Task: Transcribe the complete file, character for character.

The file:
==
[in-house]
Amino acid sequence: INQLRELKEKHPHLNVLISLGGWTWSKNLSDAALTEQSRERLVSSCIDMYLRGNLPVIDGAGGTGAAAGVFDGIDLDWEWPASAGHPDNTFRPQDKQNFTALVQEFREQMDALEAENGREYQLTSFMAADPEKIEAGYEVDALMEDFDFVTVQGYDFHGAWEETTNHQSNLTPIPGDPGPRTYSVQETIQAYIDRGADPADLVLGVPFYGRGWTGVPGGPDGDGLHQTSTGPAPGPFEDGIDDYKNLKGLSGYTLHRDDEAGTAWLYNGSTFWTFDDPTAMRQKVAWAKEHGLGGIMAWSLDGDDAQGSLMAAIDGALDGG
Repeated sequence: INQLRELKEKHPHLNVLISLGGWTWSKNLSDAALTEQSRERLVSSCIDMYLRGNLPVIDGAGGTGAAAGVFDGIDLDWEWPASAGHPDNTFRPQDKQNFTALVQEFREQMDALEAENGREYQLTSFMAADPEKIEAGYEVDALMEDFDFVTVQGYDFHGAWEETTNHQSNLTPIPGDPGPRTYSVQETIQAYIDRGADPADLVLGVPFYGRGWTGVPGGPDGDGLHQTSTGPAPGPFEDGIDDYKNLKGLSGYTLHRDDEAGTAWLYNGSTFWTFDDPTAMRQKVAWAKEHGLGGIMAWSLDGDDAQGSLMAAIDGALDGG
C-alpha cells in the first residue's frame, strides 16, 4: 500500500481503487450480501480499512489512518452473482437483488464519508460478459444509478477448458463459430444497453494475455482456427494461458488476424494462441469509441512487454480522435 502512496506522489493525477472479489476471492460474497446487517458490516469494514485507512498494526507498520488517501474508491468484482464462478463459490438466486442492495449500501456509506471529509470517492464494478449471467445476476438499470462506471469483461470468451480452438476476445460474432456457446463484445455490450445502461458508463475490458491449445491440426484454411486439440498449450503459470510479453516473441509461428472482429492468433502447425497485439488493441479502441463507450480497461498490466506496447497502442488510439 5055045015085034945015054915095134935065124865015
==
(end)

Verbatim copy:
[in-house]
Amino acid sequence: INQLRELKEKHPHLNVLISLGGWTWSKNLSDAALTEQSRERLVSSCIDMYLRGNLPVIDGAGGTGAAAGVFDGIDLDWEWPASAGHPDNTFRPQDKQNFTALVQEFREQMDALEAENGREYQLTSFMAADPEKIEAGYEVDALMEDFDFVTVQGYDFHGAWEETTNHQSNLTPIPGDPGPRTYSVQETIQAYIDRGADPADLVLGVPFYGRGWTGVPGGPDGDGLHQTSTGPAPGPFEDGIDDYKNLKGLSGYTLHRDDEAGTAWLYNGSTFWTFDDPTAMRQKVAWAKEHGLGGIMAWSLDGDDAQGSLMAAIDGALDGG
Repeated sequence: INQLRELKEKHPHLNVLISLGGWTWSKNLSDAALTEQSRERLVSSCIDMYLRGNLPVIDGAGGTGAAAGVFDGIDLDWEWPASAGHPDNTFRPQDKQNFTALVQEFREQMDALEAENGREYQLTSFMAADPEKIEAGYEVDALMEDFDFVTVQGYDFHGAWEETTNHQSNLTPIPGDPGPRTYSVQETIQAYIDRGADPADLVLGVPFYGRGWTGVPGGPDGDGLHQTSTGPAPGPFEDGIDDYKNLKGLSGYTLHRDDEAGTAWLYNGSTFWTFDDPTAMRQKVAWAKEHGLGGIMAWSLDGDDAQGSLMAAIDGALDGG
C-alpha cells in the first residue's frame, strides 16, 4: 500500500481503487450480501480499512489512518452473482437483488464519508460478459444509478477448458463459430444497453494475455482456427494461458488476424494462441469509441512487454480522435 502512496506522489493525477472479489476471492460474497446487517458490516469494514485507512498494526507498520488517501474508491468484482464462478463459490438466486442492495449500501456509506471529509470517492464494478449471467445476476438499470462506471469483461470468451480452438476476445460474432456457446463484445455490450445502461458508463475490458491449445491440426484454411486439440498449450503459470510479453516473441509461428472482429492468433502447425497485439488493441479502441463507450480497461498490466506496447497502442488510439 5055045015085034945015054915095134935065124865015